Keywords : space, Henri Lefebvre, triad, modernity, nationalism, oppression, David Harvey, Hanif Kureishi, subculture
Drawing on Henri Lefebvre's triad of conceptualized spaces and David Harvey's analysis of modernity, this paper delves into the spatial contestations of modern subjects represented by characters in Sammy and Rosie Get Laid, Hanif Kureishi's screenplay and a film of the same name. Harvey insightfully centralizes the experiences of modernity that tend to orient the ephemeral while securing the immutable at the same time. Juxtaposing this insight with Lefebvre's dissection of the space into spatial practices, the representations of space, and representational spaces, I find each is saturated by the double edge of modernity. Based upon this, this essay anatomizes how individuals in this screenplay, whether as oppressive governors, the economic-political powerless or the defiant middle class, contest spaces to ensure a demarcated identity against all the mutability and uncertainty in the post/modern condition. This essay also renders the dichotomization of the officials and citizens as the spatial oppressors and oppressed dubious. Lumping together two nationalistic regimes, the unjustifiable violence of the oppressed rioters, and the exclusive desire of the leftist bourgeois together in terms of their usage of space, this study argues that governmental figures can be the oppressed in the private spaces, and the oppressed or excluded, such as rioters and radical bourgeoisie in this case, turn to be oppressors contesting spaces for their personal benefits. In this sense, a utopian solution for space usage has to negotiate the shifting and fixing dimension of modernity, as Kureishi has incarnated it by his nomadic subculturalists.
Three Kinds of Neighbor, Three Kinds of Violence: Woman and/as the Other in Kathy Acker
Author : Jun-nan Chou
Keywords : neighbors, the Other, violence, woman, modernity, Benjamin, Baudelaire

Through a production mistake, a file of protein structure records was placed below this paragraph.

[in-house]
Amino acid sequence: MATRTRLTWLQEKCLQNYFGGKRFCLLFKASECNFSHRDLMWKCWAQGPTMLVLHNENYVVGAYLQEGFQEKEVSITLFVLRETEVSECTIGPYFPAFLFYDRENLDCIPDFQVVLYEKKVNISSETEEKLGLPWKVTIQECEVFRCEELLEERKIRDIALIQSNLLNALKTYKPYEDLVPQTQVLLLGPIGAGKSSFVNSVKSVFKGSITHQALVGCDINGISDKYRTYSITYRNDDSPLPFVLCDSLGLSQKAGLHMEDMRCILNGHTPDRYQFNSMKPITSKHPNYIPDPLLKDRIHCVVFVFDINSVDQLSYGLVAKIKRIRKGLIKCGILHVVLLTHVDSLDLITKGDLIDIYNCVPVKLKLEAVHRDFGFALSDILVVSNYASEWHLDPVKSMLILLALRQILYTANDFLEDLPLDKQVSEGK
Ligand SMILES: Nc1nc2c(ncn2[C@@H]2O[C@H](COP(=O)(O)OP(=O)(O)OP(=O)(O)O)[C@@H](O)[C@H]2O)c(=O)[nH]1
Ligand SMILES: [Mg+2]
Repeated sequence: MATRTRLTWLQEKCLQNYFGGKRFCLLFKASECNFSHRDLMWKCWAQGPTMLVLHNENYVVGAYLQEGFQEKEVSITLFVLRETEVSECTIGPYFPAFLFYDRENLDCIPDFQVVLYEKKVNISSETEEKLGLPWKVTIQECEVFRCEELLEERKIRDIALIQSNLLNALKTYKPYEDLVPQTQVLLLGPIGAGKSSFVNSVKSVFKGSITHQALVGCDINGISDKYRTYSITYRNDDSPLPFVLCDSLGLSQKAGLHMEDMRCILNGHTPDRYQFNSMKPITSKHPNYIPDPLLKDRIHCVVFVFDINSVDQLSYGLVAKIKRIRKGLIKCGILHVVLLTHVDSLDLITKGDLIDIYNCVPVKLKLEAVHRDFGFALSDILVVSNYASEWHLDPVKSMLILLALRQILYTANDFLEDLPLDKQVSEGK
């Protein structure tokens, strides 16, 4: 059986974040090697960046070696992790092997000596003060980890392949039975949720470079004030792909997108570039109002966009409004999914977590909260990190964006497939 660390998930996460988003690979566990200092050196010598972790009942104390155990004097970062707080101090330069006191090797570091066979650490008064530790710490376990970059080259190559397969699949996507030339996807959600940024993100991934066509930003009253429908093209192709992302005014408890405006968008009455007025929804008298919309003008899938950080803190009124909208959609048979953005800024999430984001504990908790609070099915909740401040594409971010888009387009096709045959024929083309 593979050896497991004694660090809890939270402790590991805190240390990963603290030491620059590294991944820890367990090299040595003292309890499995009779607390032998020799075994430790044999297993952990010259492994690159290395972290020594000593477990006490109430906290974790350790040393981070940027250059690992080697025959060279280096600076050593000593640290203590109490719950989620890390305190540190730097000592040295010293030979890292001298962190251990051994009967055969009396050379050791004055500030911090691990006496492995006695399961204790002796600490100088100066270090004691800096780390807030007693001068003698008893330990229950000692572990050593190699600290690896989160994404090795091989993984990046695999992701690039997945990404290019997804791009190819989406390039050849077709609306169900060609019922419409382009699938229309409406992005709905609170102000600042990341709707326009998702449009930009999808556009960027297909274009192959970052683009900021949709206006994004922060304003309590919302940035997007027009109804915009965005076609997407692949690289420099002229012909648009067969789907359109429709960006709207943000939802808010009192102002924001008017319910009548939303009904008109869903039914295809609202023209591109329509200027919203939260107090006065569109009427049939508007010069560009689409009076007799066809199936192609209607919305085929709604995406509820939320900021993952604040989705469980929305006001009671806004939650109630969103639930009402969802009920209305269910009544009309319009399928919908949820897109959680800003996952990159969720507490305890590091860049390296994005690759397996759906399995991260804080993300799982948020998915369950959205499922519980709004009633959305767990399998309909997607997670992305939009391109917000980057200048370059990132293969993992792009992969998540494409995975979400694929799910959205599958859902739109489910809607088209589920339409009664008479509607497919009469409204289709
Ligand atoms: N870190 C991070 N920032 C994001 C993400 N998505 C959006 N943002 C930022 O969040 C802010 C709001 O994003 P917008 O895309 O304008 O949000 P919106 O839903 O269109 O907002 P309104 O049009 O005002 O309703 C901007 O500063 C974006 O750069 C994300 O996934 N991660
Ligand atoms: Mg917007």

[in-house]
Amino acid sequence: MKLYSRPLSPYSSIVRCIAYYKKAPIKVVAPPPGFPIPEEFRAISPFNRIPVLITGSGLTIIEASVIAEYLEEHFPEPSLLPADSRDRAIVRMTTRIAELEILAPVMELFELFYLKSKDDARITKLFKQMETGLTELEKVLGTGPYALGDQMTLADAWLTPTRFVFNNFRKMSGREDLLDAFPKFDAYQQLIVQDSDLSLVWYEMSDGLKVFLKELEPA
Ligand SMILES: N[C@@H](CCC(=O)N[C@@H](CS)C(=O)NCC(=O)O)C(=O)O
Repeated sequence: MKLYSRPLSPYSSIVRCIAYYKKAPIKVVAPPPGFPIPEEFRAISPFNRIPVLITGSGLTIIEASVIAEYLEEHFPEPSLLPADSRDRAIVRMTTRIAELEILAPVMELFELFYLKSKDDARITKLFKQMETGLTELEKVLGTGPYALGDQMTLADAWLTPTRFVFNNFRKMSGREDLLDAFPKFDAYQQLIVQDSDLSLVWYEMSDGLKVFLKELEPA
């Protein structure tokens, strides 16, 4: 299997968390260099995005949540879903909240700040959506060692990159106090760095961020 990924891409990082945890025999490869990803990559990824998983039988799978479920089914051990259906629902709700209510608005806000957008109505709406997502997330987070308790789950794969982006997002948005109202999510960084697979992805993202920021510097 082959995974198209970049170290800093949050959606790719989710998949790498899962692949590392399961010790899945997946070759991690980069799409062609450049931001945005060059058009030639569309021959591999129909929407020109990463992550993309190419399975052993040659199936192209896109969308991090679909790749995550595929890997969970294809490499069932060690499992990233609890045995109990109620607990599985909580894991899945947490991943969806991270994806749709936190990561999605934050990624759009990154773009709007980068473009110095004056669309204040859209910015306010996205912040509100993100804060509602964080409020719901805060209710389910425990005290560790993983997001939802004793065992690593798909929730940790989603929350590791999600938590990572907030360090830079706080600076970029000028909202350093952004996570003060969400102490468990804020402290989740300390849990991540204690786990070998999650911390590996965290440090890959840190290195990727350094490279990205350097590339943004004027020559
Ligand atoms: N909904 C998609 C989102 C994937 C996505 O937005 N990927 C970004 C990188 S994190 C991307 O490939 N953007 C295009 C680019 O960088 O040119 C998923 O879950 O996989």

The main concern of this paper is the relationship between the neighbors (the Other) and violence in Kathy Acker's novels. The recurrent theme of Acker's novels is the relationship between woman and violence. Yet, to render woman's relationship with violence, Acker not only represents woman through sexual relationship, but also explores woman as the “Other” of society through various discourses of the Other or the minorities, including the prostitute, the third world people, the poor, lesbians, gays, punks, pirates, etc. The power or rival relationship between the West and the minorities is mediated by the figure of the prostitute: the figure of the prostitute (woman) and the discourses of the Other or minorities reinforce each other in Acker’s novels. Almost all of the heroines in Acker's novels are prostitutes or like prostitutes. The figure of the prostitute serves as the female flaneur who roams around and witnesses repressive violence on the minorities and the latter's revolutionary violence on society. Revolutionary violence can be further divided into two kinds: nihilistic revolution or real revolution. We will single out the figure of the third world, the figure of the punk boys, and the figure of the female motorcyclists or the pirate girls as the three groups of neighbors of the prostitute, who stand for these three kinds of violence: the figure of the third world stands for repressive violence, the figure of the punk boys for nihilistic violence, and the figure of the female motorcyclists or the pirate girls for real revolutionary violence. These three kinds of violence-repressive, nihilistic, and real violence-roughly correspond to the three different kinds of violence posited by Walter Benjamin in his ”Critique of Violence”: law-preserving violence, law-making violence, and pure violence. The figure of the prostitute standing for the paradox of (post)modernity or (post)modern subjectivity is the connection between these three kinds of violence: (post)modern subjectivity, at least for Marx, Baudelaire, Benjamin, and Acker, has to take on the form of violence, a double violence or even triple violence.